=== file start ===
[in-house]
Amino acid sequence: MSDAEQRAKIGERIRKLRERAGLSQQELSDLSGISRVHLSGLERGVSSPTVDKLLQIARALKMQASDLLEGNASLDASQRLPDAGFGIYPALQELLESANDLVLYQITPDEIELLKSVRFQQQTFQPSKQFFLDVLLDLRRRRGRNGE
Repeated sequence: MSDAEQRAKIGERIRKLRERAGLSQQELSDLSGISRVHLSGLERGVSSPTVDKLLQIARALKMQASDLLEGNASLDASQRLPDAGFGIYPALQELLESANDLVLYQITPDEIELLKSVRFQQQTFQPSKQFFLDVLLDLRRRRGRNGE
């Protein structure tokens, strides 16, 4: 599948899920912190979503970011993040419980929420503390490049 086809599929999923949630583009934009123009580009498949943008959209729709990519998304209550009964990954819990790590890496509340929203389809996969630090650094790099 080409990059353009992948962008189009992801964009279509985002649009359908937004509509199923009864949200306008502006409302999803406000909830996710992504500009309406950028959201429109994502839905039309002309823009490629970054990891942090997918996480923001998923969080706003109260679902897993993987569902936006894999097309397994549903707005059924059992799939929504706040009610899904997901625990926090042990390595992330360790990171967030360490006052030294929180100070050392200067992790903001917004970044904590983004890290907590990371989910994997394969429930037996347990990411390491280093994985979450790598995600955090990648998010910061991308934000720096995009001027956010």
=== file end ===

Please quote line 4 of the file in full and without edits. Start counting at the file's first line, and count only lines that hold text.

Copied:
């Protein structure tokens, strides 16, 4: 599948899920912190979503970011993040419980929420503390490049 086809599929999923949630583009934009123009580009498949943008959209729709990519998304209550009964990954819990790590890496509340929203389809996969630090650094790099 080409990059353009992948962008189009992801964009279509985002649009359908937004509509199923009864949200306008502006409302999803406000909830996710992504500009309406950028959201429109994502839905039309002309823009490629970054990891942090997918996480923001998923969080706003109260679902897993993987569902936006894999097309397994549903707005059924059992799939929504706040009610899904997901625990926090042990390595992330360790990171967030360490006052030294929180100070050392200067992790903001917004970044904590983004890290907590990371989910994997394969429930037996347990990411390491280093994985979450790598995600955090990648998010910061991308934000720096995009001027956010």